What proportion of children’s magazines do e-books account for?
Just under two percent in the case of “Lustiges Taschenbuch”.
Such a low percentage?
That’s largely because people in Germany tend to have reservations about digital reading materials, especially when it comes to children. In addition, digital media in Germany still have the stigma attached to them of being free of charge. People have got used to not paying for digital content. Another reason is that you need the haptic aspect of the physical book to get the full product experience. “Lustiges Taschenbuch” is a case in point. With digital media, there’s a certain distance between the reader and the content.
Do you expect the percentage of e-books to increase from two percent in the children’s magazine segment in the foreseeable future?
To tell the truth, I hardly dare to make any forecasts any more. The percentage will probably increase somewhat in the long term, but is unlikely to match the expectations of several years ago.
Can you give us a typical example of electronic media boosting the circulation of your print products?
No, we haven’t implemented any digital extension solutions that have verifiably led to an increase in sales of the printed magazine.
On the topic of electronic media, do you enhance your print products with animations, for example supplement the “Micky Maus-Magazin” with short clips as augmented reality elements?
To be honest, we haven’t yet found the optimal solution. We’re working on it, and we’ll have relevant solutions in the foreseeable future. So far the digital extension of our print products has tended to be through our websites. We’ve also experimented with QR codes, but they aren’t particularly popular with children.
Are you still pursuing electronic channels?
It varies greatly depending on the type of digital media. With “Lustiges Taschenbuch”, we’re continuing our e-books, because they’re relatively cheap to produce and we see it as a service to our readers. Naturally we’ll continue to run our websites because purchases generated in our online store via our websites result in sales revenues in the fairly low six figures. For the time-being, we aren’t working on apps, which is fine.
Under the slogan “Guided by our customers”, you seek to remain in constant dialogue with your core target group, as mentioned earlier, and regularly listen to children’s comments. How do you achieve that?
We invite school classes to our company, let them see behind the scenes and hold a short workshop with them, during which we put a pile of magazines on the table for them. That gives us a feel for how children respond, and we build their feedback into the implementation of our print products. We also conduct institutional market research, because it would be risky to draw conclusions that impact the development of our products based only on such snapshots.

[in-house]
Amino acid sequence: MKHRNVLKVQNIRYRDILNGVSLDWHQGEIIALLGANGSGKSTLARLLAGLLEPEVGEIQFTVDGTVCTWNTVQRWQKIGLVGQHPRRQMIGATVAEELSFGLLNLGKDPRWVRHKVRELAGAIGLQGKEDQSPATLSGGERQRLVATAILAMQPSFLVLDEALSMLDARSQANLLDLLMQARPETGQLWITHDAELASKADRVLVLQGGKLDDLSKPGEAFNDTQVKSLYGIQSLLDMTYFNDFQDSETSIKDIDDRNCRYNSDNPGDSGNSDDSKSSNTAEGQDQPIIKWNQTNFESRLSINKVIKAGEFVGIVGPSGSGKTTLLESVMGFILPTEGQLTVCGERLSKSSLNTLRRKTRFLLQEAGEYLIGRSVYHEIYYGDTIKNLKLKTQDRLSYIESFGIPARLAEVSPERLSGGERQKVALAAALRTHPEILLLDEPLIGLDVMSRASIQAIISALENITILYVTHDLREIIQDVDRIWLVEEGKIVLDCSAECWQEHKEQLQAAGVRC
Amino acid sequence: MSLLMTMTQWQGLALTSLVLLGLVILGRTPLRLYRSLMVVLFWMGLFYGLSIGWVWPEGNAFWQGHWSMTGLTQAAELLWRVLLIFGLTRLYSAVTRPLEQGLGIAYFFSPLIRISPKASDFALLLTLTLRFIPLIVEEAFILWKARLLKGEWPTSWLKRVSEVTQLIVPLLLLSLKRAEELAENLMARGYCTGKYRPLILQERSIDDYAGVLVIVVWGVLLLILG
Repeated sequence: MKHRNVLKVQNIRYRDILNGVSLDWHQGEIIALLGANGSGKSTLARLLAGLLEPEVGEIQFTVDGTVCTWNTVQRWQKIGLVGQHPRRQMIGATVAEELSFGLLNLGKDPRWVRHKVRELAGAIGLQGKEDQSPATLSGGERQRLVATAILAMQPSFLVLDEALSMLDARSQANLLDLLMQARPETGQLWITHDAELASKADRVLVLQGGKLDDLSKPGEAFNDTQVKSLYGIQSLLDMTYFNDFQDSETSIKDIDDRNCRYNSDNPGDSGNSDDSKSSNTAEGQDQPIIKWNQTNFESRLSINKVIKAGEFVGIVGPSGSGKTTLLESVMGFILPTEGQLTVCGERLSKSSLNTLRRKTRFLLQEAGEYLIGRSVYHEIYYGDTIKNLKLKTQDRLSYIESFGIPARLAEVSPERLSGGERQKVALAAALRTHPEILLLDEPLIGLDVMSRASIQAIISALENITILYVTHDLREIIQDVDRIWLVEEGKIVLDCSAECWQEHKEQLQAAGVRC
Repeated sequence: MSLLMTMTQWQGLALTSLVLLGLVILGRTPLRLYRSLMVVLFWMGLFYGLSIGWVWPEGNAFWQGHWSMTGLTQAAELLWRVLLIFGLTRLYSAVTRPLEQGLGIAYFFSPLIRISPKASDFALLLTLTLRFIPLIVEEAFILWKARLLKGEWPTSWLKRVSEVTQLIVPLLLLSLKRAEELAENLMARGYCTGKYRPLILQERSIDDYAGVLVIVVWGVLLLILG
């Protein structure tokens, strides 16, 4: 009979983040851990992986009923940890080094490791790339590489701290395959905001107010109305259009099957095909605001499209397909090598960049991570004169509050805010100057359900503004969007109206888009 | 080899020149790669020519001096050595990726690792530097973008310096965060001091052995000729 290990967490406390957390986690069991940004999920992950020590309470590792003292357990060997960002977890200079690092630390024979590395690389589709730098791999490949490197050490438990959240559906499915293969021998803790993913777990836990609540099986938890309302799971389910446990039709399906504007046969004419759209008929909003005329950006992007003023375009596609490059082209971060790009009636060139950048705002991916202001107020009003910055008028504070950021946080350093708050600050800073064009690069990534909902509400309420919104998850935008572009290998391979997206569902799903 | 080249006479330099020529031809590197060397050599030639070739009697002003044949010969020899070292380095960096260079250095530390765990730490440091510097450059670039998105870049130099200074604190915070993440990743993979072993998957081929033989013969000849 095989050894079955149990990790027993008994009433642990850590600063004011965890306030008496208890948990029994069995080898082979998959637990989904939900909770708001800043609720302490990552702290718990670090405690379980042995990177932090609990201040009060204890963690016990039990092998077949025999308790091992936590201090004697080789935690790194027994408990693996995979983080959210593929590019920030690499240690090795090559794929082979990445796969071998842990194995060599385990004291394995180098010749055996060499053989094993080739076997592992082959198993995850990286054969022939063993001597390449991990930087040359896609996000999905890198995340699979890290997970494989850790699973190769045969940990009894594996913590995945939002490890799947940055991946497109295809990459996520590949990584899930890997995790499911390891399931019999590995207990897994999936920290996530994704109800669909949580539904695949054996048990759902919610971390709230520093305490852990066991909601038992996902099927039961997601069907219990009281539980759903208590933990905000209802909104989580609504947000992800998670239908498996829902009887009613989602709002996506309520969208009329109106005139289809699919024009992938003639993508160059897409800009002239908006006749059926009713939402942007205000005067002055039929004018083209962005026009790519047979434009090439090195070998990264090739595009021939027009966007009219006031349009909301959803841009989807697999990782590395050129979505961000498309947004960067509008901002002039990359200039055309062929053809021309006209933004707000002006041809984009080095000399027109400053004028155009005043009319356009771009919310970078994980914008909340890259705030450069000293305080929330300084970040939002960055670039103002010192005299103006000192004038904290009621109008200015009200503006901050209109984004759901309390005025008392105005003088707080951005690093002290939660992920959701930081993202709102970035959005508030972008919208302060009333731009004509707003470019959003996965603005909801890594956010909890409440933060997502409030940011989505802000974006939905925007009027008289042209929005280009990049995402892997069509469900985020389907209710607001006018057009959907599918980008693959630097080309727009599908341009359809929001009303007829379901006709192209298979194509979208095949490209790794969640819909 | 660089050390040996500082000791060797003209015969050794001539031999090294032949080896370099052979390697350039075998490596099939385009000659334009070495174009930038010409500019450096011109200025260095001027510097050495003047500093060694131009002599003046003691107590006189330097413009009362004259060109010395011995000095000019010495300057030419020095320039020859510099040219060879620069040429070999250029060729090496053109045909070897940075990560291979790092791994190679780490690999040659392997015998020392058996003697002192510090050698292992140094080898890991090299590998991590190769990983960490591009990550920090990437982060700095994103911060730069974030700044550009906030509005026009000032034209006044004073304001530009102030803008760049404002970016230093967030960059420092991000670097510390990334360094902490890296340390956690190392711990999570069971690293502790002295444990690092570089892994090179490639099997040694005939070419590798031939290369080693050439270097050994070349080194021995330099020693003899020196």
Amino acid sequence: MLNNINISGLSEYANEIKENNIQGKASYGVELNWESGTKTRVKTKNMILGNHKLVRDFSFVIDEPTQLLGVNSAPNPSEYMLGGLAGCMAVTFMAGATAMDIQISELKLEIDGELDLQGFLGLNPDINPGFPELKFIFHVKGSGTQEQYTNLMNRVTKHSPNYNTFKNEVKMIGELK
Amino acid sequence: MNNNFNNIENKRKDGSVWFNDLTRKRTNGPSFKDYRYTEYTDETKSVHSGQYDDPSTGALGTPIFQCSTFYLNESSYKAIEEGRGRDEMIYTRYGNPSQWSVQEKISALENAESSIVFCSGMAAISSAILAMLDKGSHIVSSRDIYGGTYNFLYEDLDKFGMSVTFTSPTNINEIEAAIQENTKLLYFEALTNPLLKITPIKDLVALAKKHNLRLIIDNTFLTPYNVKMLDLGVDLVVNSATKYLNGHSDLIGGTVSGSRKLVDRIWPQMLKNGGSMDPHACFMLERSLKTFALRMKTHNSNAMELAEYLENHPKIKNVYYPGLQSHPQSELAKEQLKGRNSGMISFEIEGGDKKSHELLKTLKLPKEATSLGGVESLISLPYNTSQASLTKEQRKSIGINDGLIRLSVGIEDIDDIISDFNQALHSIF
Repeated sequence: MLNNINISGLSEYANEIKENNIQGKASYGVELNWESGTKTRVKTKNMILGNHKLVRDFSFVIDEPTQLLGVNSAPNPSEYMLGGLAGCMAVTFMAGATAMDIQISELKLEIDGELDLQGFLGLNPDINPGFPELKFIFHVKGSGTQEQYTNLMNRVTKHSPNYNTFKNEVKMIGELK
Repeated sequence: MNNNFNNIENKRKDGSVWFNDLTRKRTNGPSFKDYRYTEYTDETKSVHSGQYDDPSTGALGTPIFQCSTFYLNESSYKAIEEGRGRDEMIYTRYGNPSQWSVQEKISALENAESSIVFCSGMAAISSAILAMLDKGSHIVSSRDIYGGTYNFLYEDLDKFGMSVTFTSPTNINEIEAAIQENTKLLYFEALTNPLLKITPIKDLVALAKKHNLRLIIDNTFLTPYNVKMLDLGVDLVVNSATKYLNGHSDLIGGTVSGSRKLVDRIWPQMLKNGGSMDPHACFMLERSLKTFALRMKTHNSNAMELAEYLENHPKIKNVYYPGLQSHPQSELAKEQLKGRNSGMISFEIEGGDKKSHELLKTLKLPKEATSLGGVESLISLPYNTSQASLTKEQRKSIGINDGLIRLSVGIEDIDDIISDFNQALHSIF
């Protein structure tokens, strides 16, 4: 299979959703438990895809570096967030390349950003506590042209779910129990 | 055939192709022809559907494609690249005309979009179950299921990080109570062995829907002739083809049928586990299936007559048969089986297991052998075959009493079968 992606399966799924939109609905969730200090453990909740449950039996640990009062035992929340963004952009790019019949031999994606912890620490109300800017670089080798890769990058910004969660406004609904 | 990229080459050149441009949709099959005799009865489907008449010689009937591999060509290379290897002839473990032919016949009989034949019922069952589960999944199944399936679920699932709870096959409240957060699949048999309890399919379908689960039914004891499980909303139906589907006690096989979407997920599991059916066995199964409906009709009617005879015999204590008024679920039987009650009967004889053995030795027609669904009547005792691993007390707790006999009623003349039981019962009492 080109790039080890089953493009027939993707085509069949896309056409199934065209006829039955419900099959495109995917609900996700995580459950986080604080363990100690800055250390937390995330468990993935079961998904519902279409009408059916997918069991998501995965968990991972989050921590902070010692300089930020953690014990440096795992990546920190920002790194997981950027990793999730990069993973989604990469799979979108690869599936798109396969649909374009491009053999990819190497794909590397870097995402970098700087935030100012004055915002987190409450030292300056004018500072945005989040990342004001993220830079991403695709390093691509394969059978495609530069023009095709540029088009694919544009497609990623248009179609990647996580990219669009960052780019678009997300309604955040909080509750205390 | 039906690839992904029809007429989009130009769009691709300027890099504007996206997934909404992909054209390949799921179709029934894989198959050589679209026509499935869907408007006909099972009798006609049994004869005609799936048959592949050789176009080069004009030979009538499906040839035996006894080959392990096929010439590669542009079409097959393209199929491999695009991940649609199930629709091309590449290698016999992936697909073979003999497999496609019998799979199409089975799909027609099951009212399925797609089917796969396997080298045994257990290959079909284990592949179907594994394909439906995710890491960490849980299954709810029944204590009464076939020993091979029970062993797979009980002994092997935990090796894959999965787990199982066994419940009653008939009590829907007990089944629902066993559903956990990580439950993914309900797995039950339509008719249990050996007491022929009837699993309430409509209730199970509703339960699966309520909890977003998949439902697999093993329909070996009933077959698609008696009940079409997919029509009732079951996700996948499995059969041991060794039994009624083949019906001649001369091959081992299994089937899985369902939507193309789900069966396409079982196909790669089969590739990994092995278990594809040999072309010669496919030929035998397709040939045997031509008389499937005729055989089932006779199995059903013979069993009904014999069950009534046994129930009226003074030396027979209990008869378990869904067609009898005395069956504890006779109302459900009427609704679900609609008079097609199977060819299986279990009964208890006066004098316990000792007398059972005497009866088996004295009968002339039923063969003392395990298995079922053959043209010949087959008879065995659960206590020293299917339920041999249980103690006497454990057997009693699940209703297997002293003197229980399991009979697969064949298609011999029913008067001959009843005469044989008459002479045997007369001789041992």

Ultimately though parents are the ones who subscribe to your magazines or buy them at the newsstand. Do you know what makes parents choose your print products?
The tradition of a product often plays an important part. Many of our products are still very similar in terms of both design and content to what they were like 50 years ago, aside from the fact that all the pages are in color today. That’s why parents are often guided by their childhood memories. We benefit from the fact that many parents feel great affection for our strong brands.
A new study in the UK shows that just eight percent of parents of children aged eight and below are unconcerned about their children reading e-books, while 80 percent have concerns. There are also figures from the USA showing that parents are increasingly reading printed books instead of e-books. Do you think that reflects a retro trend for print? If so, what do you think is the explanation for that?
I don’t want to give the impression that digital media are inferior. However, one of the benefits of our print products is the fact that they counteract the fast pace of today’s world. That’s why print remains a relevant and important market for us. When it comes to the competition among different media, it shouldn’t be forgotten, however, that there isn’t only competition between print and digital. Owing to increasing leisure activities in recent years, the time available to children has decreased. Today many children are chauffeured around from one activity to the next. Nevertheless, there are increasing numbers of children’s magazines.
The Berlin-based company Egmont Ehapa Media GmbH, which was established in 1951, is a fully owned subsidiary of the Scandinavian Egmont media group and in Germany is market leader in the segment for children’s magazines, teen magazines and comics, as well as being the publisher of a range of websites and apps.
Its range includes print products that have been produced for many years, such as “Micky Maus-Magazin” [Mickey Mouse magazine], “Disneys Lustiges Taschenbuch” [the local version of the “Donald Duck pocket books”, “Asterix”, “Lucky Luke” and “Wendy”, as well as “Disney Prinzessin” [Disney Princess], “Barbie”, “Winnie Puuh” [Winnie the Pooh], “Monster High”, “Benjamin Blümchen” [Benjamin the Elephant], “SpongeBob” and “Galileo genial” [Galileo – the Science Magazine].